Julieta Cervantes

Originally published on Tue November 18, 2014 11:40 am

The straight white men of Straight White Men aren't what you might expect. Near the beginning of the new off-Broadway play, two adult brothers play a homemade, family board game, refashioned out of an old Monopoly set. Because the family is liberal and progressive, it's called "Privilege." It makes fun of their own straight-white-male privilege.

"Ah, 'excuses' card!" one of the brothers exclaims. The other reads it aloud. "What I just said wasn't racist/sexist/homophobic because I was joking," he deadpans. "Pay $50 to an LGBT organization."

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Interviews
5:06 pm
Mon November 17, 2014

Friend Remembers Unconventional Life, Career Path Of Peter Kassig

Originally published on Mon November 17, 2014 9:59 pm

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Around the Nation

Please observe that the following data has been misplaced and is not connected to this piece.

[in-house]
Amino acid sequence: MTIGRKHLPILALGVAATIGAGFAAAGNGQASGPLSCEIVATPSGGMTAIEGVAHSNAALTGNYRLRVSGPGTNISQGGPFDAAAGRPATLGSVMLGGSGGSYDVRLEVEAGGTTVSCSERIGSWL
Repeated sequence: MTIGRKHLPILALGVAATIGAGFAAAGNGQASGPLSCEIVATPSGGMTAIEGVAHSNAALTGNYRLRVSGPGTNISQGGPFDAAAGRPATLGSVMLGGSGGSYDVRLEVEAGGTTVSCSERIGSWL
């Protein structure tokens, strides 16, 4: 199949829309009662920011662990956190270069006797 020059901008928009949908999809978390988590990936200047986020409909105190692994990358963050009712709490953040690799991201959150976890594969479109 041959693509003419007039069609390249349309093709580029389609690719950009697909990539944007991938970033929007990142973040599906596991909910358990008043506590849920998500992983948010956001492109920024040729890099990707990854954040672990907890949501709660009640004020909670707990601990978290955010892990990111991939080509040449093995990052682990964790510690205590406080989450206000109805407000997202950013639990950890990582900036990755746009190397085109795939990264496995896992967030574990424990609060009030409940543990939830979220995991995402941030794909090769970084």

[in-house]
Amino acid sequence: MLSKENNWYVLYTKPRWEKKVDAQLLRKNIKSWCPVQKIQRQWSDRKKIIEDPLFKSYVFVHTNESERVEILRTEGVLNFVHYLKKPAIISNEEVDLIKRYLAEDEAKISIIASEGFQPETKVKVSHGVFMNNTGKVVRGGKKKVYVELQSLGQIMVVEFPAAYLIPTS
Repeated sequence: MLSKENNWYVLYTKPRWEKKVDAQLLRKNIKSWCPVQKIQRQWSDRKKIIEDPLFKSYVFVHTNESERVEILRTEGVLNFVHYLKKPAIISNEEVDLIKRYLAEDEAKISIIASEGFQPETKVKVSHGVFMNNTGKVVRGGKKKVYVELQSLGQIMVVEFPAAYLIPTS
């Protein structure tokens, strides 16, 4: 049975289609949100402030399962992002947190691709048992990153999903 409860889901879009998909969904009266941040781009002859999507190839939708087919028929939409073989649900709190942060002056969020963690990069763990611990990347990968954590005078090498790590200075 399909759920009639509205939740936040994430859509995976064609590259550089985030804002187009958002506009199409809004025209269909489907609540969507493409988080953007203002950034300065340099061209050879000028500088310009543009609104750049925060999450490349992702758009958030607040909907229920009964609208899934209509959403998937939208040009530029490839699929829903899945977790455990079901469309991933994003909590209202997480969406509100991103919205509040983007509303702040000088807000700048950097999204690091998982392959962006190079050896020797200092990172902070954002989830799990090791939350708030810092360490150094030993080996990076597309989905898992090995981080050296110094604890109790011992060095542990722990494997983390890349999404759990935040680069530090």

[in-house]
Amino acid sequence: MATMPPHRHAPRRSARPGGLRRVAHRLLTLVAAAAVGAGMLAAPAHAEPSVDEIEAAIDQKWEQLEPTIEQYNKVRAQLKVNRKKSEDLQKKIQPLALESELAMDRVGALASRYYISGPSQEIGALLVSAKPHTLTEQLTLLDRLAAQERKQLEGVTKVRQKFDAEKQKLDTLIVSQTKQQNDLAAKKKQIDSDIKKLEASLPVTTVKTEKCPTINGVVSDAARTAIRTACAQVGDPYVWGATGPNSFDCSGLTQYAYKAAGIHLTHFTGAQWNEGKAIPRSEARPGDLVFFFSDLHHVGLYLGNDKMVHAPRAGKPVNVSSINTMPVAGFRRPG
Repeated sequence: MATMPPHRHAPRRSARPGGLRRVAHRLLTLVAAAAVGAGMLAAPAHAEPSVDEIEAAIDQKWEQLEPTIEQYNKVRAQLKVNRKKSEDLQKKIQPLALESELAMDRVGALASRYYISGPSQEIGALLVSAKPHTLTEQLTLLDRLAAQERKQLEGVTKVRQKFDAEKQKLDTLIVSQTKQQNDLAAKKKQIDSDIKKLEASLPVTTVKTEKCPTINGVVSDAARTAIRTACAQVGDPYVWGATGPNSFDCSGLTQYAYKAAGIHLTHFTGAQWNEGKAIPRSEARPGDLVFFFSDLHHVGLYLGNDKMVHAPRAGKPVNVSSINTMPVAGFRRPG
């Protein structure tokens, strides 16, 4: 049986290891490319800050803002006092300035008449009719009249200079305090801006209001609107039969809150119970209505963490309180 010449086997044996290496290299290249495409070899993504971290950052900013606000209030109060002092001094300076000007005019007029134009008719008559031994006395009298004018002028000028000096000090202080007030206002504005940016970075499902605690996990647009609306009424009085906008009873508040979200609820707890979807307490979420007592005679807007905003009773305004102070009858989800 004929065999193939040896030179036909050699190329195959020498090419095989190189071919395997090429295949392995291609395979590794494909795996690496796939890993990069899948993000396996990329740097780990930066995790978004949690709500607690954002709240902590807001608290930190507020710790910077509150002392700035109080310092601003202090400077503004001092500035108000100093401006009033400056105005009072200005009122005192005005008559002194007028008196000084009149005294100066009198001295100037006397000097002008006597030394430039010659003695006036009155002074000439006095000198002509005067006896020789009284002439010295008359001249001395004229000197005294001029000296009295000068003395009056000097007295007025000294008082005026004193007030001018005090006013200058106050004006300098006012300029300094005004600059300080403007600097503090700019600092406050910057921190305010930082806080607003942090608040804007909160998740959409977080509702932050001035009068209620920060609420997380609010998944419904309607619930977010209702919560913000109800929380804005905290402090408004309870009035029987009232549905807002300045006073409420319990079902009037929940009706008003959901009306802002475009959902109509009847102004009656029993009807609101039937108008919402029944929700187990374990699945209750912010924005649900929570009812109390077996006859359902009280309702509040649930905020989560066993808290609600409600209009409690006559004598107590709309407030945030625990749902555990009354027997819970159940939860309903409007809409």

5:06 pm
Mon November 17, 2014

Examining The Grand Jury Proceedings In The Michael Brown Case

Originally published on Mon November 17, 2014 9:59 pm

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Around the Nation
5:06 pm
Mon November 17, 2014

Florida Pastor Makes World Record Attempt At Longest Speech

Originally published on Mon November 17, 2014 9:59 pm

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Church sermons can sometimes seem like they go on and on. And here's one in Mount Dora, Florida, that did, on purpose.

(SOUNDBITE OF SERMON)

ZACH ZEHNDER: He never gives up on us.

UNIDENTIFIED MAN: Thank you, Lord.

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World
5:06 pm
Mon November 17, 2014

Russia's Plans In Iran Could Make Waves In Nuclear Talks

Originally published on Mon November 17, 2014 9:59 pm